Southwest Astronomy Festival: Night Hikes

 

Is It OK to Hike at Night?

Night hikes are a great way to see another side of nature. Although humans are a diurnal species (we like to spend most of our waking hours on the daytime), we have evolved the ability to see fairly well in the dark.
The sun is about 400,000 times brighter than the full moon and yet you can see your shadow under a full moon. How is this possible? The human eye is capable of changing orders of magnitude in sensitivity. Your eyes simply adjust to see with less light. After your eyes adjust to the dark, your eyes are about 100,000 times more sensitive than they are in the daytime. We may not think about this ‘dark adaptation’ often but it is what allows us to see in the dark and hike at night.

You should bring a light, but make it a red one. Blue and white light can quickly destroy your night vision, and dark adaptation takes about half an hour to get back.
 
Group of people walking on a road with red cliffs.
BLM guides and visitors getting ready for a night hike at the Red Cliffs Desert Reserve.

BLM Photo.

Escape the Heat! Come to the Dark Side

Not only do night hikes supply unique sights, sounds and wildlife; they also offer pleasant cool temperatures. All those nocturnal animals are on to something! In the desert, daytime temperatures are around 90°F, even in September. Nighttime temperatures are about 20° F, cooler making for much more pleasant hiking also better opportunities to see and hear wildlife.

 
Close up photo of a Coyote, Owl and Bat
Coyote, Owl and Bat.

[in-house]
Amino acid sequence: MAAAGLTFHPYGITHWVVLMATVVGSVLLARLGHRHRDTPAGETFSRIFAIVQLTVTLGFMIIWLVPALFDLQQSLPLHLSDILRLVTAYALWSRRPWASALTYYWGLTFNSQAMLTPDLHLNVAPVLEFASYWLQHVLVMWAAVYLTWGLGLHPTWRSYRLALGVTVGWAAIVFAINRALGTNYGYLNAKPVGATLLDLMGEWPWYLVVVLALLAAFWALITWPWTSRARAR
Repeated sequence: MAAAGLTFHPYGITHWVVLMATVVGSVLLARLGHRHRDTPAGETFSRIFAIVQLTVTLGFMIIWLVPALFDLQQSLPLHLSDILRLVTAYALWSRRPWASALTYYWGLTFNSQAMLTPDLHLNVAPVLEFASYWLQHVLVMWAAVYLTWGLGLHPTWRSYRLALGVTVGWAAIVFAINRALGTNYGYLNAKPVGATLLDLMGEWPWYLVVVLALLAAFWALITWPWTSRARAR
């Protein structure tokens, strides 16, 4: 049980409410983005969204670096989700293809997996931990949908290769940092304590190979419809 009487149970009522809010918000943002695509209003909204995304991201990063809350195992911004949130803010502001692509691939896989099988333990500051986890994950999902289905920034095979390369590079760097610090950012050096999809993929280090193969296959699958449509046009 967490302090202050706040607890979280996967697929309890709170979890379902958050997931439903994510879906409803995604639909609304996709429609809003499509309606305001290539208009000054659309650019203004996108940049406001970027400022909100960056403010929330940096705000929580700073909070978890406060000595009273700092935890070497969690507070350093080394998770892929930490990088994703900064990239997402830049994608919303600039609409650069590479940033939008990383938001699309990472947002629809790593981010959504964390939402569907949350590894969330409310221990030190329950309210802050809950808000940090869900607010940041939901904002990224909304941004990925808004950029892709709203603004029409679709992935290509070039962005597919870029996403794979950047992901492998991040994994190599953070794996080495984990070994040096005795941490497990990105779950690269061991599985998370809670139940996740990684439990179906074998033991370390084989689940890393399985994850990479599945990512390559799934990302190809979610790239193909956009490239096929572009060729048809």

Copyrighted photos by Matt Knoth (coyote), Joao Santos (owl)  and the NPS (bat) via Flickr.

Check Out the Nightlife

Many animals are nocturnal or crepuscular, that is, they are active during the night, or prefer the twilight hours. Owls, bats, many foxes, and frogs are all more active after the sun goes down. Getting a chance to see these animals (or even hear them) is a rare treat.

Please note: While all animals need the dark, be aware that nocturnal animals are particularly sensitive to any amount of light. They have evolved to be able to see much better at night than diurnal animals (like humans) and don’t see light the same way we do. Shining light at humans will temporarily take away their night vision (and annoy them), but that same amount of light appears many times brighter to creatures of the night. For Nocturnal animals, unnaturally bright lights can severely disrupt their ability to hunt, protect themselves and even be painful to view (as anyone who has stared directly at a headlight knows.)
 
Milky-way over silhouette of pine trees.
Milky-way over silhouette of pine-trees.

See the Night Sky Like Never Before

One of the best reasons for going hiking at night is to experience nature fully. The owls are out, the stars are up, the city is far away, and you can be immersed in the dark the way our ancestors were. It’s quiet, serene, and beautiful. The Milky Way is overhead. There is no substitute to having your path lit by the stars overhead.

Tips for Going on a Night Hike:

  • For tricky terrain, bring a red headlamp or flashlight.
  • Bring a regular headlamp or flashlight - for use in case of an emergency. Try to avoid using regular lights if at all possible. It takes about 30 minutes for dark adaptation or “night vision” to return after exposure to bright "unnatural" light.
  • Wear many layers. Temperatures in the desert can change drastically and quickly. If it’s 80° in the daytime, it can still get below 40° during the night.
  • Go slow. It’s ok to take your time on a night hike – it’s dark, it’s quiet, and it’s harder to see things that may trip you.

Regular Hiking Tips:

  • Bring water and snacks.
  • Tell someone you know where you are going.
  • Bring a first aid kit.
  • Leave no trace.

Last updated: August 9, 2018

Contact the Park

Mailing Address:

Cedar Breaks National Monument: Administrative Office
2390 West Highway 56
Suite #11

Cedar City, UT 84720

Phone:

(435) 586-9451 x4420

Contact Us

Tools